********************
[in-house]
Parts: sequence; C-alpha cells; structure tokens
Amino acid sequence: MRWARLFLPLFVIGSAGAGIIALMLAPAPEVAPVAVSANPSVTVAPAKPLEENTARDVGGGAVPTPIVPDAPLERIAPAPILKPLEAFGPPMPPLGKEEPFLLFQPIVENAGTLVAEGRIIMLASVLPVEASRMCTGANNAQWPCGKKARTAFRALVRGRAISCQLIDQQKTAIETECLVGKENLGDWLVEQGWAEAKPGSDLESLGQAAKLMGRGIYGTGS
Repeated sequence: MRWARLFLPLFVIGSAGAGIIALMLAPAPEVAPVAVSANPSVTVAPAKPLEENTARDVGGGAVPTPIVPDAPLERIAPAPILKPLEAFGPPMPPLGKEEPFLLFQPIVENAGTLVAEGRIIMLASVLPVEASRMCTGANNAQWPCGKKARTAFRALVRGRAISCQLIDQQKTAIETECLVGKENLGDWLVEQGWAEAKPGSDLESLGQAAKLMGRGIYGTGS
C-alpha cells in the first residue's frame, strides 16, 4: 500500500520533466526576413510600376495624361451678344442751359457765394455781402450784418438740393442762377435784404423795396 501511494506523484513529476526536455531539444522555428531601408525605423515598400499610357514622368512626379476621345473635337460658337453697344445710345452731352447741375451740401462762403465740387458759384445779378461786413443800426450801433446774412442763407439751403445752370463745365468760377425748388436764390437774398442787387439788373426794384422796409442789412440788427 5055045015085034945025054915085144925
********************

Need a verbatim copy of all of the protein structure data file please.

[in-house]
Parts: sequence; C-alpha cells; structure tokens
Amino acid sequence: MRWARLFLPLFVIGSAGAGIIALMLAPAPEVAPVAVSANPSVTVAPAKPLEENTARDVGGGAVPTPIVPDAPLERIAPAPILKPLEAFGPPMPPLGKEEPFLLFQPIVENAGTLVAEGRIIMLASVLPVEASRMCTGANNAQWPCGKKARTAFRALVRGRAISCQLIDQQKTAIETECLVGKENLGDWLVEQGWAEAKPGSDLESLGQAAKLMGRGIYGTGS
Repeated sequence: MRWARLFLPLFVIGSAGAGIIALMLAPAPEVAPVAVSANPSVTVAPAKPLEENTARDVGGGAVPTPIVPDAPLERIAPAPILKPLEAFGPPMPPLGKEEPFLLFQPIVENAGTLVAEGRIIMLASVLPVEASRMCTGANNAQWPCGKKARTAFRALVRGRAISCQLIDQQKTAIETECLVGKENLGDWLVEQGWAEAKPGSDLESLGQAAKLMGRGIYGTGS
C-alpha cells in the first residue's frame, strides 16, 4: 500500500520533466526576413510600376495624361451678344442751359457765394455781402450784418438740393442762377435784404423795396 501511494506523484513529476526536455531539444522555428531601408525605423515598400499610357514622368512626379476621345473635337460658337453697344445710345452731352447741375451740401462762403465740387458759384445779378461786413443800426450801433446774412442763407439751403445752370463745365468760377425748388436764390437774398442787387439788373426794384422796409442789412440788427 5055045015085034945025054915085144925